The Psychology Expert Witness Report: What it Is and How to Write One
People who specialize in forensic psychology have an important duty. They help judges in courts and tribunals make better decisions. In order to maintain high standards, they must present a psychology expert witness report. The expert gives the document to the requesting authority, and the judge or district attorney takes it into account during the trial. Thus, knowing how to draft one with the highest possible precision and professionalism is vital.
Several situations may require a psychology expert witness report. These include possible suspicions of child sexual abuse, judicial sentences concerning custody of minors, or to verify if a person has a mental disorder that made them commit a particular crime. As you can see, these types of reports are very important.
The contents of a psychology expert witness report
As shown in the article “Forensic psychological assessment versus clinical assessment: Proposals and challenges for the future”, a psychology expert witness report should be documented, technically reasoned, and contain conclusions. Likewise, the writer of the report must adapt its language despite its rigor. This is because the expert writes for people that lack knowledge in psychology. In order to shed light on these unfamiliar places, any technicalities must be explained.
Additionally, a psychology expert witness report must lay out all the relevant details of a case tried in court. In other words, the expert can’t afford to overlook anything. When in doubt about a detail, it’s better to include it in the report.
An expert psychological report must be precise, coherent, and arguable. Furthermore, it shouldn’t contain any kind of personal opinion of the professional writing it. This could be a reason for a report being considered “invalid”.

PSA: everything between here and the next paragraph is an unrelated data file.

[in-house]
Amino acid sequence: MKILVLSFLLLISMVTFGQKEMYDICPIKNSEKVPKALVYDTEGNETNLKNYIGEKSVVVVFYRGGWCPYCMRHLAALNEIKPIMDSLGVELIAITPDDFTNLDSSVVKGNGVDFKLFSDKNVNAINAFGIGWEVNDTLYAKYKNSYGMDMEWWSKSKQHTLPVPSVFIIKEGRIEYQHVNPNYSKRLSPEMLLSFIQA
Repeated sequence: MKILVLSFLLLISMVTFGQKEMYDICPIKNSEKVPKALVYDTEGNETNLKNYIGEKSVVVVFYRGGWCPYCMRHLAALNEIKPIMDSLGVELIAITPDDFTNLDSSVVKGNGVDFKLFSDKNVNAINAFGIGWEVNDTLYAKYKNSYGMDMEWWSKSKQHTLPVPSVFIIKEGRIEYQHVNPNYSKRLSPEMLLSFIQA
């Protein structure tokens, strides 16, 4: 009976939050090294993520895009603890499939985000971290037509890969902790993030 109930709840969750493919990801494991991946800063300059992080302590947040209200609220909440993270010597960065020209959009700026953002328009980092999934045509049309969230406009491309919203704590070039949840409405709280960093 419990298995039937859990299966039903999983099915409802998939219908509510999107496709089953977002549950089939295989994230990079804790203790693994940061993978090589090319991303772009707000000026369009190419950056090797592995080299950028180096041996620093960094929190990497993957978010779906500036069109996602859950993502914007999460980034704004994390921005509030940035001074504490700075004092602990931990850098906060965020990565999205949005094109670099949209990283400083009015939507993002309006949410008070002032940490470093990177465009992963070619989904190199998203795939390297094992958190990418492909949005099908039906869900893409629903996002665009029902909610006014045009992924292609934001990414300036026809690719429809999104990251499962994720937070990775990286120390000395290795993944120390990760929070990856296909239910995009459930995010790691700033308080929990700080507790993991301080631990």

The structure of the report
Now that you understand what the report should contain, you should know its structure. Psychology expert witnesses learn about this in detail throughout their training. However, the parts that are fundamental for a valid report are often omitted.
- Information on the expert witness. Firstly, expert witnesses shouldn’t only identify themselves by their names and identification numbers. They should include their license numbers linked to professional associations or institutions that certify them to practice their profession.
- Reasons for the report. The report must reflect the reasons why it was developed and issued in a concise way without going too much into detail.
- Methodology. The expert must present all the techniques and tools used during the evaluation process. Some examples may be the use of certain tests, direct observation, or other types of methods that contribute to the purpose of the report.
- Background. It should include information on family, social, and personal history to provide any background and information relevant to the report.
- Results. This section presents the findings, achieved using the methodology, that are relevant to the case. It’s important to attend to every detail and explain them clearly.
- Conclusions. This is the final part of the psychology expert witness report that explains the pertinent answers in a coherent way. This can help the judge or district attorney make the best decision. Following the conclusion, the report ends with the date, place, and signature of the expert witness.
“[Forensic reports] are thus a blend of science and art. …experts interpret, reinterpret, construct, and reconstruct the evaluee’s factual data into their unique formulation in the forensic report intended to persuade a legal audience.”
Conclusion and final thoughts
Psychology expert witness reports are archived so that they may be useful in other cases. Therefore, professionals mustn’t only use correct methodology but also analyze all the details of a case to account for all aspects.
In conclusion, if you’re a psychological expert or trying to become one, we hope that this brief introduction to what an expert psychological report is has resolved some of your doubts about it. Most importantly, writing a clear and detailed report will make it easier to read by those who lack psychological expertise. This, in turn, supports a fairer verdict.